Implementing a health response in a war zone is dangerous and expensive at the best of times, but epidemics introduce additional complexities that make this even harder. Controlling outbreaks firmly puts the State and its public health authorities (Health Ministries) at the forefront of the response. Many of the crucial aspects for the Covid-19 response such as testing, supply of critical items and treatment centres are controlled by one central authority, but health ministries do not operate in a political vacuum. They are part of a government, representing a State that, in all modern-day wars, is just one belligerent in what are effectively civil wars. As a result, the State is often not trusted, or far removed and completely absent in areas it does not control. In the best-case scenarios this causes practical inconveniences. For instance, a suspected case in the Kurdish areas in Syria can only be tested by sending a sample across frontlines to Damascus, causing a two-week delay. Crucially, this also means that populations living outside government control have no access to treatment at all. For example, a Covid-19 treatment centre in Maiduguri, the government-controlled capital of Borno State, is unlikely to receive any patients from “Boko Haram” controlled areas and a treatment centre in Mogadishu, Somalia, is unlikely to get patients from Al Shebab controlled territory. This State monopoly on tests and protective equipment is especially problematic in conflicts where the opposition forces run a civilian administration including a parallel Ministry of Health such as Afghanistan and North-West Syria. Since these health authorities are not recognised, opposed by the State in which they operate, in many cases, Covid-19 supplies do not reach these areas at all, or in limited numbers through humanitarian supply lines.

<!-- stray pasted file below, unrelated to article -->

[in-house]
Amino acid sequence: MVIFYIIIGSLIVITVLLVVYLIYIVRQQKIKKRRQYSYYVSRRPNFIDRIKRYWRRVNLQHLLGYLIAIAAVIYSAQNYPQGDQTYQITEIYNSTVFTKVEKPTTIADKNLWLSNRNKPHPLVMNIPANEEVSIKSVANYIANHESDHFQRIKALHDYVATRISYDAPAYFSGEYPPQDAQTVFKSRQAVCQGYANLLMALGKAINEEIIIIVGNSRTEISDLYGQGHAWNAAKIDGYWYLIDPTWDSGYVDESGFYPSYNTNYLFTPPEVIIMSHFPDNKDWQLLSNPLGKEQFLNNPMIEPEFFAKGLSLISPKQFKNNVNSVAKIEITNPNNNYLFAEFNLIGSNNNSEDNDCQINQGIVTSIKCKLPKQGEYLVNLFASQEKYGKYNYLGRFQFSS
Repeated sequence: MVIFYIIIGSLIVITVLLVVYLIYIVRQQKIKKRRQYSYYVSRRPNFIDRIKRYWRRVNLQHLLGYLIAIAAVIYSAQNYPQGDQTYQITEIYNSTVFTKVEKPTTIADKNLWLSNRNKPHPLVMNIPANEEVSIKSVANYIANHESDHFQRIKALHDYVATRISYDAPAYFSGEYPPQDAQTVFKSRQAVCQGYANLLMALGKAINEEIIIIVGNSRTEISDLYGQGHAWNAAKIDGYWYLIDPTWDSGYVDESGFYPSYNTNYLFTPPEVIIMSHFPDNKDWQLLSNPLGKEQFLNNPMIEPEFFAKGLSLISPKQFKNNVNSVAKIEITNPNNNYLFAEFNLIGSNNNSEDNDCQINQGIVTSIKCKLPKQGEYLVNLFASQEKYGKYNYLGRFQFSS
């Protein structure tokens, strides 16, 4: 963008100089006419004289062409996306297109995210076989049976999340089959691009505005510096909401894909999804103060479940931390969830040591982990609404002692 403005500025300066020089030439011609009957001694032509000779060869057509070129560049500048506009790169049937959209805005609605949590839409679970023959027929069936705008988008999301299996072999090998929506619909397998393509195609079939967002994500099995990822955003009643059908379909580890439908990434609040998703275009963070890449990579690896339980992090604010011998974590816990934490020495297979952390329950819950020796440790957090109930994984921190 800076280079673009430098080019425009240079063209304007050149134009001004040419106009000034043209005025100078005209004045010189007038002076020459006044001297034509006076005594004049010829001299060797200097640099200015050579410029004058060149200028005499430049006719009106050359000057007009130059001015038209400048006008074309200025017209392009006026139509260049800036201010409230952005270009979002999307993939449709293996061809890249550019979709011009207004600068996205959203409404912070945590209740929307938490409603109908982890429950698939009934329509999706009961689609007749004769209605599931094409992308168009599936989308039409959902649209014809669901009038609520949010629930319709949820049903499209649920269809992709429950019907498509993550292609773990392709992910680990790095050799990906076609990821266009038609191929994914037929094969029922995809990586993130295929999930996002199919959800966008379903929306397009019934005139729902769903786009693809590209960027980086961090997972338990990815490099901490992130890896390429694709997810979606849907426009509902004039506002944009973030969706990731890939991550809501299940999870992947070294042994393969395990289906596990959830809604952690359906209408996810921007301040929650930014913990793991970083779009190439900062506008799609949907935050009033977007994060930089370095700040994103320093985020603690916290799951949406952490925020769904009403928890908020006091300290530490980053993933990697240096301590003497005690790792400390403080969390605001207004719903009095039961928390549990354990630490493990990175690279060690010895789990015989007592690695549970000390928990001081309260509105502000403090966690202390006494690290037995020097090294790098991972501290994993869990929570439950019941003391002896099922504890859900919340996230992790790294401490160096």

This mistrust of State authority in conflicts becomes even more problematic when the police and army are involved in the actual health response. The containment component of disease control typically includes restrictive measures (quarantine and isolation) as well as measures that invade personal privacy (contact tracing and testing). The default response of most governments is to use their security assets to impose lockdowns, border closures and the quarantine of suspected cases or groups, where it is considered necessary from a public health perspective. The use of the armed forces to enforce such measures – healthcare at gunpoint – is always a sensitive matter. For this reason, there is an internationally-agreed ethical guideline for the use of force during epidemics, “The Siracusa principles on the limitation and derogation provisions in the International Covenant on Civil and Political RightsUN Commission on Human Rights, “The Siracusa Principles on the Limitation and Derogation Provisions in the International Covenant on Civil and Political Rights”, 28 September 1984, E/CN.4/1985/4, … Continue reading”. This was drafted in 1984 and became an official document of the forty-first session of the United Nations Commission on Human Rights, as the guiding framework for the justification of limitations during a public emergency. This document describes in detail how any restrictions imposed need to be legal, in the general interest, necessary, proportional and non-discriminatory.
There is an internationally-agreed ethical guideline for the use of force during epidemics.